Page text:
An example of an anodic bonding process for securing glass lid 26 to the silicon material of MEMS switch 16 is performed at a temperature in the range of 300-450° C. at a voltage in the range of 200-2000 Volts. The bond width is typically at least 250 micro-meters (μm), and the processing time is typically about 10-20 minutes. A bond strength of greater than 20 mega-Pascals (Mpa) can be achieved by anodically bonding glass lid 26 to the silicon material of MEMS switch 16, which provides an excellent hermetic seal suitable for use in an implantable medical device.
An example of a process of fabricating MEMS packaging 10 will now be described. MEMS switch 16 is fabricated on SOI layer 12, supported by silicon dioxide features 14, in a manner generally known in the art. After MEMS switch 16 has been formed, a shadow mask technique is used to selectively deposit contact metallization layer 24 and switch metallization layers 22 and 23 while keeping the areas where glass lid 26 is to contact MEMS switch 16 clean, for subsequent anodic bonding. To form the shadow mask, a silicon wafer is etched (such as by potassium hydroxide (KOH) etching) with through holes for formation of metallization regions. The silicon wafer is temporarily attached to portions of the SOI layer forming MEMS switch 16, such as by wax, and is aligned so that the through holes are located in the areas where contact metallization layer 24 and switch metallization layers 22 and 23 are to be formed. Next, a metal deposition step is performed, with a metallization material such as Titanium-Ruthenium (where Titanium is the adhesion layer for the Ruthenium) being deposited through the through holes of the silicon wafer to form contact metallization layer 24 and switch metallization layers 22 and 23. Finally, the silicon wafer that forms the shadow mask is detached from MEMS switch 16, such as by heating the wax that attaches the two structures, leaving contact metallization layer 24 and switch metallization layers 22 and 23 formed on MEMS switch 16. This stage of the process is illustrated in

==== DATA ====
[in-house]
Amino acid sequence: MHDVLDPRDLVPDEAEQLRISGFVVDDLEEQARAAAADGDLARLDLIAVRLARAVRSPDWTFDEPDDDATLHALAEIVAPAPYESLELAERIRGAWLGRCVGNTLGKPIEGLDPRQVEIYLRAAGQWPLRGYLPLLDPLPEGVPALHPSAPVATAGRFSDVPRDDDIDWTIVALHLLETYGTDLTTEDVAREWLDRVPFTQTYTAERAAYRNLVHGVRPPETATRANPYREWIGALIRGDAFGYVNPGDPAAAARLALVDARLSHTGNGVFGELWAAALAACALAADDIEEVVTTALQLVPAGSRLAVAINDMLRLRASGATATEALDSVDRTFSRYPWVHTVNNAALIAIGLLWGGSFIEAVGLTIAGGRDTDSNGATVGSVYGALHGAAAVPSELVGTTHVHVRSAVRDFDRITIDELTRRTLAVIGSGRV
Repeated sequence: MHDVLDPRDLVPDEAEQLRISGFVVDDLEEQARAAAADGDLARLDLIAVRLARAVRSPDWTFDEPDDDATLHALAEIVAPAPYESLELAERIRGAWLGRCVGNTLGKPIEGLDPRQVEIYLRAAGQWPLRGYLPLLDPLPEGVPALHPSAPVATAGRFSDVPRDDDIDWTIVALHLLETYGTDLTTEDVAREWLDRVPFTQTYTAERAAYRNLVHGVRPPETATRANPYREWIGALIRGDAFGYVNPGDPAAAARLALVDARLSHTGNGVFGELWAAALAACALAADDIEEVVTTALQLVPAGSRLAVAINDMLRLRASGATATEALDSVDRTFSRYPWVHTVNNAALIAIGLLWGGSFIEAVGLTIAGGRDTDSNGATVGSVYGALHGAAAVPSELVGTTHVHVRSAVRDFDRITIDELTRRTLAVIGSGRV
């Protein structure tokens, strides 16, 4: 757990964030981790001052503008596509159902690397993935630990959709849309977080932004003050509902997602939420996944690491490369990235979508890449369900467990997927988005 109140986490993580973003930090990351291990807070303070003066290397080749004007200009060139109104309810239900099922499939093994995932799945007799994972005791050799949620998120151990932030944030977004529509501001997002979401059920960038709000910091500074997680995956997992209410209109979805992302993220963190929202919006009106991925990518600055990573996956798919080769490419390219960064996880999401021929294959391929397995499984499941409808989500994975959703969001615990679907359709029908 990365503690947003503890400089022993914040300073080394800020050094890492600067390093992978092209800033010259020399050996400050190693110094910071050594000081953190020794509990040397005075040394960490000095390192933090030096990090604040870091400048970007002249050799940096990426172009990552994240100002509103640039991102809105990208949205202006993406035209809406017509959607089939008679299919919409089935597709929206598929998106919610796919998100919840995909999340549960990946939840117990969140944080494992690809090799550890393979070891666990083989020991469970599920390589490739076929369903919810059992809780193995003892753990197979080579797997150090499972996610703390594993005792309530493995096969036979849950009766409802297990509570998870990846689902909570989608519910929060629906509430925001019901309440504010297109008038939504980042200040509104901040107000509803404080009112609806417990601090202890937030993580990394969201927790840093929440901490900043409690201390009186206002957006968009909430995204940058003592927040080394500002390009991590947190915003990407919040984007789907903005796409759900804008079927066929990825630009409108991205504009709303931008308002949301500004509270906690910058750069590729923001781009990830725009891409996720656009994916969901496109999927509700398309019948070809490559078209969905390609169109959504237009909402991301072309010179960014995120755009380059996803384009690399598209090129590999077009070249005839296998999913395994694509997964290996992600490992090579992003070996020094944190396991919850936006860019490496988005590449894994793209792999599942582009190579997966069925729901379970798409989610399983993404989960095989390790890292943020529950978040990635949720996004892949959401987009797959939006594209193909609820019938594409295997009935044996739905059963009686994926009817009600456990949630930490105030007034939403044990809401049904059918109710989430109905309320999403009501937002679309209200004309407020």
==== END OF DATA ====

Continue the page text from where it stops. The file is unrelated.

Next, glass lid 26 is pre-etched and aligned in the proper position with respect to MEMS switch 16, for anodic bonding. In an example of the process, glass lid 26 is pressed toward MEMS switch 16 with 250 kilo-grams (kg) of pressure, at a temperature of 365° C. and with application of a voltage of 230 V. In consideration of these parameters, MEMS switch 16 is designed to have an actuation voltage (that is, the voltage applied in order to close the switch) that is not significantly lower than the anodic bonding voltage (which is 230 V in this example). For example, the actuation voltage may be within 100 V of the anodic bonding voltage. One way to achieve this relatively high actuation voltage is to design the number of comb fingers and the size of the springs of MEMS switch 16 in such a manner that MEMS switch 16 has a stiffness that requires a relatively high voltage (such as about 150 V, for example) to actuate. This design is different than many typical existing MEMS switch designs, which are actuated by a voltage in the range of 10-20 V. In addition, MEMS switch 16 (and specifically contact metallization layer 24 and switch metallization layer 22 and 23) is designed so that the anodic bonding temperature (in this example, 365° C.) does not have a negative effect on the metallization. For example, Titanium-Ruthenium metallization layers may be used, as this material remains a good electrical contact material with low electrical resistance at high temperatures such as a 365° C. anodic bonding temperature.